But what about today’s overscheduled professors? If we have absolutely no ‘free’ time to think and muse and contemplate and play pretend games, will we lose our ability to be creative and independent? That’s actually not what I want to talk about today. I am a graduate student at the stage of writing my thesis and planning my defense. Right now I am having a very difficult time scheduling my thesis defense. Some of my committee members have additional responsibilities at other universities or significant administrative duties. I know that faculty have a lot of other responsibilities and often find serving on thesis committees to be burdensome and a low priority. However, I am only asking for at most 2-3 hours of their time, and this will be the last time I need to do so. How can I politely convey to my committee that while I understand the difficulties they face in attending/Skyping my defense, I really do need to schedule a date as soon as possible? Also, what policies do you think universities could adopt to make this process simpler and less burdensome for both faculty and students?

Personally, I wonder if limiting the number of committees (possibly all committee not just thesis ones) a single faculty member could be on would help lower the burden. Also, perhaps it would be worthwhile for the university calender to build in meeting/defense times — i.e. no departmental seminars/meetings/classes/etc during 1-2 weeks each semester to allow for committee meetings, qualifying exams, and defenses? What are your thoughts? My thoughts involve sympathy for your situation. My own PhD completion was delayed by months, resulting in my degree having the next year’s date on it, because one professor was unable to find time to read my thesis, much less agree to a defense date. I also appreciate that you realize professors are very busy. However, it isn’t necessarily the case that the inability of some professors to find time for your defense means that you are a low priority or a burden. 3 free hours during the work day is simply not possible.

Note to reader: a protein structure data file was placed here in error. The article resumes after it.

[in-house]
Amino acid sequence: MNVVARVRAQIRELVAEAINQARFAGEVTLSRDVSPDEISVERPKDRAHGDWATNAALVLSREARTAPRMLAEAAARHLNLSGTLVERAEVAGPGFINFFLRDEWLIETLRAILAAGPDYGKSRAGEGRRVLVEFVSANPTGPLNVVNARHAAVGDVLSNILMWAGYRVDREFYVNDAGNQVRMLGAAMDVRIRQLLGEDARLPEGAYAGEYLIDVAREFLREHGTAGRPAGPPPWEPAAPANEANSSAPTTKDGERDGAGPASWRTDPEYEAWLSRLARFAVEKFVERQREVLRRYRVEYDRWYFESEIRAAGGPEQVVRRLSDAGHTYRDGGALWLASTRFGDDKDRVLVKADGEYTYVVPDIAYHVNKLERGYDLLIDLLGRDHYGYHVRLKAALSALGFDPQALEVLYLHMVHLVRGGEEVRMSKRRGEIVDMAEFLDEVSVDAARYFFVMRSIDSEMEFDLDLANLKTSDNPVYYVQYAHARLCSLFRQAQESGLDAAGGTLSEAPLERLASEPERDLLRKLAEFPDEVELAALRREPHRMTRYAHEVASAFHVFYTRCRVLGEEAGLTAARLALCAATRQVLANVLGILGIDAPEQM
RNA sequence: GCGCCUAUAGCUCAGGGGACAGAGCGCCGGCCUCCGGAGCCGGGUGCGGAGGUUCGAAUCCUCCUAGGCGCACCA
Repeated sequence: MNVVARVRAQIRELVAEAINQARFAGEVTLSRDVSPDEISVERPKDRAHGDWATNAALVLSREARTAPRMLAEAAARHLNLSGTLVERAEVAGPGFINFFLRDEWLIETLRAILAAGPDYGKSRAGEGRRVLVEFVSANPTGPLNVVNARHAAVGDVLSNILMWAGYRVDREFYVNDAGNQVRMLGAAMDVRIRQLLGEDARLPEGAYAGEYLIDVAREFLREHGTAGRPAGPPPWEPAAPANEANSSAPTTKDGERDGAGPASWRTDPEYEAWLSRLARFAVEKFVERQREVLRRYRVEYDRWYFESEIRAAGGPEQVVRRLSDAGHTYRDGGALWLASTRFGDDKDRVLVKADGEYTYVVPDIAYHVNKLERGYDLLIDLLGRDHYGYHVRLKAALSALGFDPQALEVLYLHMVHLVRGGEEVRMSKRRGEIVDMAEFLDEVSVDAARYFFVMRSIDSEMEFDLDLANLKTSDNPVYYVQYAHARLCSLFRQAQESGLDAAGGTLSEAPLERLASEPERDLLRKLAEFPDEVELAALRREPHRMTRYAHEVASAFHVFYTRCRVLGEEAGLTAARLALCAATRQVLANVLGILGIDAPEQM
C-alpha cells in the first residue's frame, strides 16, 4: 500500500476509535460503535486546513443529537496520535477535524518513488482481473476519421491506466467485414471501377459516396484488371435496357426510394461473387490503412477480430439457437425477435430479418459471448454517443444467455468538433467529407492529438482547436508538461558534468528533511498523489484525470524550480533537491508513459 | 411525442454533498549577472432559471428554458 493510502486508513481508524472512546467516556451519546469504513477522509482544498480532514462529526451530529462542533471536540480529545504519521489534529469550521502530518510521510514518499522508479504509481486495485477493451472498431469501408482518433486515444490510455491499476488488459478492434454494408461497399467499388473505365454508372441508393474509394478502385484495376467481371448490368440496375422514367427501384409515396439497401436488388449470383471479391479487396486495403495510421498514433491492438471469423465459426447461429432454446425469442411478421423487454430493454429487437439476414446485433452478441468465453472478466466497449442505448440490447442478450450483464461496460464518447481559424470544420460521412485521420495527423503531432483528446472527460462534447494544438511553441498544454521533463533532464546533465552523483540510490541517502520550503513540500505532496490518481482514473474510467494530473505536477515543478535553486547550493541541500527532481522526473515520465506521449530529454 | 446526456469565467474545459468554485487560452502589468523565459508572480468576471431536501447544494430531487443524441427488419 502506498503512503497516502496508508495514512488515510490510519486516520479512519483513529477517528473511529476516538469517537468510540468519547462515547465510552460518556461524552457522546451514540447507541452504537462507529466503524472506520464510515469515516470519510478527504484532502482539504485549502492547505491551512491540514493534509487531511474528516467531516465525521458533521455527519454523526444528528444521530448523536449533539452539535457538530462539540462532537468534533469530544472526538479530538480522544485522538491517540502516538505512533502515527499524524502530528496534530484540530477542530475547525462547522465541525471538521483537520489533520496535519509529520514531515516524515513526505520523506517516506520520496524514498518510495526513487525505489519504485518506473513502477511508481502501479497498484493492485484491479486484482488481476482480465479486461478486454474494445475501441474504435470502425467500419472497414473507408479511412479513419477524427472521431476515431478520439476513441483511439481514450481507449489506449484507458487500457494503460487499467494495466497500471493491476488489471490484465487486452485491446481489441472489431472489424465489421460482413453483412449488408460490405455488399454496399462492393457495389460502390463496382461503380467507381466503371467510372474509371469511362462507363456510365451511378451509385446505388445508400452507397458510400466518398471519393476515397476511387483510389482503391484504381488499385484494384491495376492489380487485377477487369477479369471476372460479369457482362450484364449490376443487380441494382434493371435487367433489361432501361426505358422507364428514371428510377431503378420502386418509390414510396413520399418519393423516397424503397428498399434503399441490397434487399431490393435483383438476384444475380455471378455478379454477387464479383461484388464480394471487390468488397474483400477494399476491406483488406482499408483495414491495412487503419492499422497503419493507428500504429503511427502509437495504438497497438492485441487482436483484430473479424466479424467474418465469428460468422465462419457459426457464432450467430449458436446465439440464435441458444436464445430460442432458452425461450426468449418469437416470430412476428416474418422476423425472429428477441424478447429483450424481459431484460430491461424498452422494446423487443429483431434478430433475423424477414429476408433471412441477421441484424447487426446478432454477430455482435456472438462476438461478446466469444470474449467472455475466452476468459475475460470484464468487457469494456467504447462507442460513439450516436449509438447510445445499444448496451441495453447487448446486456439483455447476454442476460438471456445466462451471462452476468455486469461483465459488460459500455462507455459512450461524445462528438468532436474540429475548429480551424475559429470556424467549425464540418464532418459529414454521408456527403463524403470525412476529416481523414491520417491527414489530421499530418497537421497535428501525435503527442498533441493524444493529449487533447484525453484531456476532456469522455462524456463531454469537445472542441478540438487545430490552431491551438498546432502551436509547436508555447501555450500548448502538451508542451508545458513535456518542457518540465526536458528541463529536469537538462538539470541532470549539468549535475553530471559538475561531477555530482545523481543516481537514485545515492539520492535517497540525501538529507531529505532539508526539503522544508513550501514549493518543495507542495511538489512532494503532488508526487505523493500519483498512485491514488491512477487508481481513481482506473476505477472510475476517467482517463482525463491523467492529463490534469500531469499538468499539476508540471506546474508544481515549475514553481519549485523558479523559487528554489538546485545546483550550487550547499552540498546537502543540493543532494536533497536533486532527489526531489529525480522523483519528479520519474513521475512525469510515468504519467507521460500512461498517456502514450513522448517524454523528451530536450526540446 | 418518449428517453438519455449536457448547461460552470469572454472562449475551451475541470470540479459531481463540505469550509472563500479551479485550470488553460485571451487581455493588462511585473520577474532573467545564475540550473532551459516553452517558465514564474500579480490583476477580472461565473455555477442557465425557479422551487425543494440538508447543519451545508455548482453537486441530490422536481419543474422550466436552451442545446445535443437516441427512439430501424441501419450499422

I can also sometimes squeeze in an exam or defense by canceling (rescheduling) an office hour, research group meeting, or committee meeting. If that’s the only option, I am willing to rearrange my schedule. Only once in my career has a grad student scheduled an exam first and then told me when he expected me to show up for the event. He checked in advance with the other (male) professors, but not with me. He was also on record as having stated that he didn’t think women should be Scientists, so I quit his committee, as I didn’t think I could be objective in the face of his lack of respect. He didn’t want me on his committee anyway, so if his strategy to get me off his committee was to be rude, this strategy worked. If you are trying to finish before an urgent deadline, you can mention that, but only if you have left plenty of time between your scheduling attempts and the proposed exam date.

Otherwise, if you suddenly have a crisis and need to finish soon and you ask your committee to rearrange their schedules for you, some of the crankier committee members might get a bit hissy. There is probably a magic time in advance when scheduling is optimal. If you ask me in October about a May defense, I cannot commit to a day/time. If you ask me 2 weeks in advance, my schedule will likely be totally full. I can, however, figure out something 1, maybe 2, months in advance. There may be some graduate program policy on how far in advance an exam must be scheduled, but I have found that any such policy is routinely ignored owing to the wide availability of waivers and exceptions. I have not found the advent of Skype etc. to help much with exam/defense scheduling. If I don’t have three hours to spare, I don’t have three hours to Skype either.

I like the idea of having some designated days when there are no classes or other meetings; I can’t imagine that a week or two would be possible, but 2-3 days might be doable. If those times also coincided with a time when I had no proposals due, no conferences, and no other major deadlines, I wouldn’t mind a few concentrated days of examining, with maybe 2 exams/day. Another way that universities could help would be to extend the possible time in which a student can defend and still get their degree in that academic term or year. That won’t help some people who need to leave and start a new job right away, but it might help some. Maybe being over-committed on committees is a problem for some faculty, but I don’t think that problem can be solved with a new rule limiting committee participation. A committee-max policy might actually create more complications — what if everyone you wanted/needed on your committee was at their committee limit? And I don’t think overscheduled professors are overscheduled because of student committees. It’s all the other stuff that fills the days completely. Somehow everyone gets their exams scheduled, even if it takes a while to accomplish and even if the process is highly non-linear.

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